Shaunice Clark was a 21 year student and basketball player at California University of Pennsylvania, found dead in her dorm room this past January. Initially, her death was attributed to inhaling chewing gum, but Washington County Coroner Tim Warco announced that Clark in fact, died of Sickle Cell Trait (SCT).
While many are aware of the dangers of Sickle Cell Anemia, more is being learned about Sickle Cell Trait, a carrier status which can lead to sudden death in extremely rare cases.
Approximately 70,000-100,000 Americans have Sickle Cell Anemia, the most common form of an inherited blood disorder. Sickle Cell Anemia is an autosomal recessive disease, meaning that in order for you or your child to inherit sickle cell anemia, both parents must carry the Sickle Cell Trait, or the disease, and pass along an affected gene.
Knowledge of carrier status is important for reproductive planning since carriers can have children with sickle cell disease. Preimplantation Genetic Diagnosis (PGD), along with Invitro Fertilization (IVF) is an excellent tool in helping couples from passing along Sickle Cell Anemia to their unborn child. Through PGD, embryos that are disease free or only carry one mutation can be implanted. As with most recessive genetic diseases, the emphasis has historically been on preventing the disease as opposed to carrier status, generally a benign condition.
Over the past years however, there has been evidence of potential health risks inherent in carriers of the Sickle Cell Trait alone, a far more prominent number. Sickle Cell Trait affects 1 million to 3 million Americans and 8 to 10 percent of African Americans. Sickle cell trait can also affect Hispanics, South Asians, Caucasians from southern Europe, and people from Middle Eastern countries. More than 100 million people worldwide have sickle cell trait.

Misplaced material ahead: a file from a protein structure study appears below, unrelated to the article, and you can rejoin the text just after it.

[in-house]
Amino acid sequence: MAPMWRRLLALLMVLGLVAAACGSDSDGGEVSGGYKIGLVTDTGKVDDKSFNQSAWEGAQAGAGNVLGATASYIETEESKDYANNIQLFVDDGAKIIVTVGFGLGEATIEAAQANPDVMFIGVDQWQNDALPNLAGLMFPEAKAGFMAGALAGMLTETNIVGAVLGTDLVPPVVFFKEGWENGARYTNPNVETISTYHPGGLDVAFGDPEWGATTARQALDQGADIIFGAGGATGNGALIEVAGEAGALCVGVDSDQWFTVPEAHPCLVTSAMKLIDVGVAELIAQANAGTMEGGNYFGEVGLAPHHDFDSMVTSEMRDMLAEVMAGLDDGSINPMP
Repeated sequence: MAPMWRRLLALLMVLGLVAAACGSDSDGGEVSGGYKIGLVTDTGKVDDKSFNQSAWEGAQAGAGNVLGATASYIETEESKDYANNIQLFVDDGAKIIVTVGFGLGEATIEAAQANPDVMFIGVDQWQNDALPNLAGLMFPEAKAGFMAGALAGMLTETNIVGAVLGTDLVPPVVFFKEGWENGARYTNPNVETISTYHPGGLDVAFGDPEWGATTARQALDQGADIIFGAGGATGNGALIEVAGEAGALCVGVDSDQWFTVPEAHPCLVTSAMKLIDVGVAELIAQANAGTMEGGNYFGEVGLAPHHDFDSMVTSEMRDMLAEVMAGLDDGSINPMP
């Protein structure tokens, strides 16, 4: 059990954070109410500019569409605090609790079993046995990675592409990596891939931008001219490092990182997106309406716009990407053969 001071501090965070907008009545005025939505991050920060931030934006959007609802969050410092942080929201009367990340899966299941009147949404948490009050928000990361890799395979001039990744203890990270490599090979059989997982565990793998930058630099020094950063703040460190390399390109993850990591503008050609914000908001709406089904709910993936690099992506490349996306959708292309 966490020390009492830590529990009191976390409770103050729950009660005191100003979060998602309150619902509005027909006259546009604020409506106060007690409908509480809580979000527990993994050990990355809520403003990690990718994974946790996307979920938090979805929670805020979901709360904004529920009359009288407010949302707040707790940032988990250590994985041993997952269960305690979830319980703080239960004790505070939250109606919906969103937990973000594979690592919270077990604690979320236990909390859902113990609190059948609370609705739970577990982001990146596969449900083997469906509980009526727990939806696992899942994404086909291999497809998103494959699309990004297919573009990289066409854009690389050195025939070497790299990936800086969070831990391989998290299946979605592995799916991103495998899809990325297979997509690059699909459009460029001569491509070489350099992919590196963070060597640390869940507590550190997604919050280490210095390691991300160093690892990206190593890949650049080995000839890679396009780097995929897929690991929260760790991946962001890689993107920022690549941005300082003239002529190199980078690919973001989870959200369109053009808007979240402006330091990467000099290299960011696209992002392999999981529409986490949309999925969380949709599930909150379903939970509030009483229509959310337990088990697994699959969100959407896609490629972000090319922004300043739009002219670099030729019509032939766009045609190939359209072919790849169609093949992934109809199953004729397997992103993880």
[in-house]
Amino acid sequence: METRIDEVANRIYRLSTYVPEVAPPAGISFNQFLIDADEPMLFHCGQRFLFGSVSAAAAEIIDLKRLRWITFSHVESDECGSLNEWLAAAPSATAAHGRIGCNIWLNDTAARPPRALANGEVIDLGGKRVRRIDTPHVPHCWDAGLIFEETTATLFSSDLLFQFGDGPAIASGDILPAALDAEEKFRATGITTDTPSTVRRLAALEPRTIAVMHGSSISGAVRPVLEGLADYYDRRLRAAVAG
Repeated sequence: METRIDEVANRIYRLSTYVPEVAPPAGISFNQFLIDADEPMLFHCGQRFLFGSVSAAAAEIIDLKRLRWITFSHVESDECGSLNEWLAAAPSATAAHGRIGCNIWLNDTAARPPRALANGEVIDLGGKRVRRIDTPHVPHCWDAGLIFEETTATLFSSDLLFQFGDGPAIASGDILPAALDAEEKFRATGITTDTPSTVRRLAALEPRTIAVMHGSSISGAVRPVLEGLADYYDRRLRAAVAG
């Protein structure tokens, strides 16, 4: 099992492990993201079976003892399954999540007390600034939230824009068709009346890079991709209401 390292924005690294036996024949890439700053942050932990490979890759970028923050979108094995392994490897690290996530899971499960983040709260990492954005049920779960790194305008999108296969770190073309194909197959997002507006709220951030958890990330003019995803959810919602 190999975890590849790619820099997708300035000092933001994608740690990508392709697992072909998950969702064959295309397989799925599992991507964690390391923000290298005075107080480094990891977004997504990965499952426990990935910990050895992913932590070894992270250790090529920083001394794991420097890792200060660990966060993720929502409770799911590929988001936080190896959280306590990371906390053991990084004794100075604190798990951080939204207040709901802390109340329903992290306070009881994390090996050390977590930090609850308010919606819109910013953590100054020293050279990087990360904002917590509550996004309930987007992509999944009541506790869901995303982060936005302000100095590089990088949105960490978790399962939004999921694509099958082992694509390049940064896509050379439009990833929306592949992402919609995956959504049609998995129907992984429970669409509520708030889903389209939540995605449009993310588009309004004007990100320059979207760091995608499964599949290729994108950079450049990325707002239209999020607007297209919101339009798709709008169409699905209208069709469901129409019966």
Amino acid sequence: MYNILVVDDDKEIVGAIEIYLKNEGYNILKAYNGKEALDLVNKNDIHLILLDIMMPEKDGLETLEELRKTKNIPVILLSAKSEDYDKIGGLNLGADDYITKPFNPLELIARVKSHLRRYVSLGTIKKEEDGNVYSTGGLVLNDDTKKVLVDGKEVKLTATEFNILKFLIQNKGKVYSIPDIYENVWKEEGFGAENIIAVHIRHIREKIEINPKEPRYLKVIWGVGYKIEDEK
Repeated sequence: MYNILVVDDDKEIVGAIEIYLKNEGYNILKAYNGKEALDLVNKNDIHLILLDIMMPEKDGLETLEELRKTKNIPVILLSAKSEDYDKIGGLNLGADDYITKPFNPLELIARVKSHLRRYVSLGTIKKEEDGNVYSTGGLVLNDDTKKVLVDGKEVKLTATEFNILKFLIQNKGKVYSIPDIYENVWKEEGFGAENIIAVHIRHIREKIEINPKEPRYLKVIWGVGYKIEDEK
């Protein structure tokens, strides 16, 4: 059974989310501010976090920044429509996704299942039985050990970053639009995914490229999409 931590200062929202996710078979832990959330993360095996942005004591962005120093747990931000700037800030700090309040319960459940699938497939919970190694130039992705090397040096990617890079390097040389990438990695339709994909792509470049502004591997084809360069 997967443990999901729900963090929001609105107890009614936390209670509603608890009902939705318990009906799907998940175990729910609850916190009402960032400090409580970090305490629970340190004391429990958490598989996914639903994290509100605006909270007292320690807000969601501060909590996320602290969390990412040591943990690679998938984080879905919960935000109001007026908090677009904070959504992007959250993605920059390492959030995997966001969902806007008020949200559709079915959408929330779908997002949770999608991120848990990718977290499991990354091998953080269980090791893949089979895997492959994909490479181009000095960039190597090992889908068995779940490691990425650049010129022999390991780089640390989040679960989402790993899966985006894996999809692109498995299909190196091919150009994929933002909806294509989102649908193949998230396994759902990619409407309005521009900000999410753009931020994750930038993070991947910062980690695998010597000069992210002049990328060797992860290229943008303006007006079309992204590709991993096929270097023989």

Persons with sickle cell trait have been shown to be more vulnerable than those without trait to heat stroke and muscle breakdown (rhabdomyolysis) when subjected to strenuous forced exercise According to a 2012 study from the University of Washington, the risk of exertional death in Division I football players with Sickle Cell Trait (SCT) was 1:827 which was 37 times higher than in athletes without SCT. Currently, the NCAA, in accordance with the American College of Sports Medicine (ACSM), American Society of Hematology and the Center for Disease Control (CDC), issues advisories to all of their coaches, warning them to be on the lookout for players with SCT and measures to try and prevent incidences from occurring.
The risks associated with SCT call to attention the potential need for Preimplantation Genetic Diagnosis (PGD) to rule out SCT or Carrier status as well. “If we can use IVF and PGD to avoid passing on the trait to the next generation, and preventing complications associated with the Trait, than we have used this technology wisely,” says John S. Rinehart MD, PhD and Partner in Reproductive Medicine Institute (www.teamrmi.com), a Reproductive Endocrinology and Infertility (REI) practice with offices throughout Chicagoland.